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Latin America : A Concise Interpretive History,9780130195760
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Latin America : A Concise Interpretive History

by ;
Edition:
8th
ISBN13:

9780130195760

ISBN10:
0130195766
Format:
Paperback
Pub. Date:
1/1/2007
Publisher(s):
Prentice Hall
List Price: $66.60

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This is the 8th edition with a publication date of 1/1/2007.
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Summary

For courses in Modern Latin America. This landmark volume of Latin American history weaves the history of an entire region into a coherent story that emphasizes both common themes and regional and national specificity. This unique narrative provides an interpretive history of Modern Latin America with a focus on the central dynamic of Latin American historythe enigma of poor people inhabiting rich lands. The Seventh Edition has been updated and modernized to reflect recent research, interpretations, and developments.

Table of Contents

Preface xv
Acknowledgments xvii
The Origins of a Multiracial Society
1(28)
The Land
1(5)
The Indian
6(5)
The European
11(3)
Confrontation and Conquest
14(8)
The African
22(4)
Documents:
Aztecs Lament the Fall of Tenochtitlan
26(1)
Cortes is Awed by Tenochtitlan
26(2)
Equiano: A Slave En Route to the New World
28(1)
The Institutions of Empire
29(32)
Economy
30(9)
Government
39(8)
The Church
47(4)
Society and Culture
51(2)
Cracks in the Empire
53(4)
Documents:
An Early Feminist Statement
57(1)
An Indian Cabildo Writes to the Crown, 1554
58(3)
Independence
61(23)
A Changing Mentality Begets New Attitudes and Action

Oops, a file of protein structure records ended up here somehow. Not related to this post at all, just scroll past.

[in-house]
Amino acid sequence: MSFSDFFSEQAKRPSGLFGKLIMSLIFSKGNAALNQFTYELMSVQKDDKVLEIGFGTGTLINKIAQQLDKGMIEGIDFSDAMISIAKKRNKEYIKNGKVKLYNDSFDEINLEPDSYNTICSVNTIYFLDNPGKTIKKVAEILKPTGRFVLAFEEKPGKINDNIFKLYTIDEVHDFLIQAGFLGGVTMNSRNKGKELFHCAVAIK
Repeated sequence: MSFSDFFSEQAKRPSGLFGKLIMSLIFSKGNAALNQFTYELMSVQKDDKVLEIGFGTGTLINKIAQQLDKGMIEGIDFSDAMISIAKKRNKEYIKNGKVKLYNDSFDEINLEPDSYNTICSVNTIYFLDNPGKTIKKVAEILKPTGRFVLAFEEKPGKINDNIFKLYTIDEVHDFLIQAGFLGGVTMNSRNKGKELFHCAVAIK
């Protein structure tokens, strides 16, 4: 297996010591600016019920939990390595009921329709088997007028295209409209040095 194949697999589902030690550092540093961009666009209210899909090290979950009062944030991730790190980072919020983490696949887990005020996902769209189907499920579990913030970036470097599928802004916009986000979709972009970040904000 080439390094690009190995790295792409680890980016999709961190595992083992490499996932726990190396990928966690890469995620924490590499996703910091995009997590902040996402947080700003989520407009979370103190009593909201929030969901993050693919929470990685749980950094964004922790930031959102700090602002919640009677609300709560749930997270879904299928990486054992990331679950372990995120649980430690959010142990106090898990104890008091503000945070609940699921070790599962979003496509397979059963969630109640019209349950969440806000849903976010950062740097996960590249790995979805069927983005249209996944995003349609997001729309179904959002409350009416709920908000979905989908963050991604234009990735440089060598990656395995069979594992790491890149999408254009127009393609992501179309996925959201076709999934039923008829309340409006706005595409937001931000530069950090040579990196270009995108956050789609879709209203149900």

62(6)
The Slaves Declare Haiti's Independence
68(2)
An Unsuccessful Popular Revolution in Mexico
70(2)
Elitist Revolts
72(5)
Documents:
Micaela Bastidas Puyucahua Advises
Her Husband, Tupac Amaru
77(2)
The Jamaica Letter
79(5)
Simon Bolivar
New Nations
84(47)
The Transfer and Legitimization of Power
85(6)
The Tense Societies
91(8)
Economic Stagnation
99(8)
A Lingering Legacy of the Enlightenment
107(5)
Caudillos
112(11)
Documents:
Civilization and Barbarism
123(5)
Domingo F. Sarmiento
El Gaucho Martin Fierro
128(3)
The Emergence of the Modern State
131(38)
Political Stability
132(4)
Positivism and Progress
136(5)
Economic Prosperity
141(4)
Modest Industrialization
145(2)
Progress on the Periphery
147(2)
The Growth of Cities
149(5)
Continuity and Change
154(2)
The Popular Challenge
156(7)
Documents:
The Mexican Constitution of 1857
163(1)
In Support of Porfirio Diaz
163(4)
A Chilean Offers a Different Vision
167(2)
New Actors on an Old Stage
169(30)
The Presence of the United States
170(9)
The Middle Sectors Emerge
179(3)
The Middle Class in Politics
182(6)
The Middle Sectors and Feminism
188(6)
Documents:
Our America
194(3)
Jose Marti
Ode to Roosevelt
197(2)
The Past Challenged
199(27)
Mexico's Violent Response to the Past
200(11)
Nationalism as a Force for Change
211(5)
Changing Racial Attitudes
216(6)
Documents:
The Plan of Ayala
222(1)
Carlos Fuentes on the Revolution
223(3)
From World Wars to Cold War
226(29)
Economic Crises
227(3)
Dictators and Populists
230(6)
Latin America Turns Inward
236(5)
A Flirtation with Democracy
241(6)
Documents:
A Different Feminism?
247(5)
Evita
The Periphery v. the Center
252(3)
Raul Prebisch
The Revolutionary Option
255(31)
Cuba
258(9)
Cuba's Impact
267(5)
Chile
272(2)
Nicaragua
274(7)
Documents:
A Nicaraguan Revolutionary Poet
281(1)
Leonel Rugama
Cuba's Poet Laureate
282(2)
Nicolas Guillen
Liberation Theology: A Voice for the Poor
284(2)
Modern Problems
286(27)
New Economic Patterns
287(2)
Military Models for Change
289(7)
War in Central America
296(7)
Do Elections Make Democracies?
303(5)
Documents:
Reasons for War
308(1)
Manuel Jose Arce
Never Again: Reports on Torturers in Argentina, Brazil, and Guatemala
309(4)
The Enigma Remains
313(21)
Neoliberalism: The Return of an Old Model
314(2)
A New Kind of Revolution
316(2)
The Post-Cold War United States
318(4)
The Environmental Cost
322(2)
The Enigma Remains
324(5)
Documents:
Zapatistas: A New Voice from the Lacandon Jungle
329(3)
A Poet for the Millennium
332(2)
A Chronology of Significant Dates in Latin American History 334(6)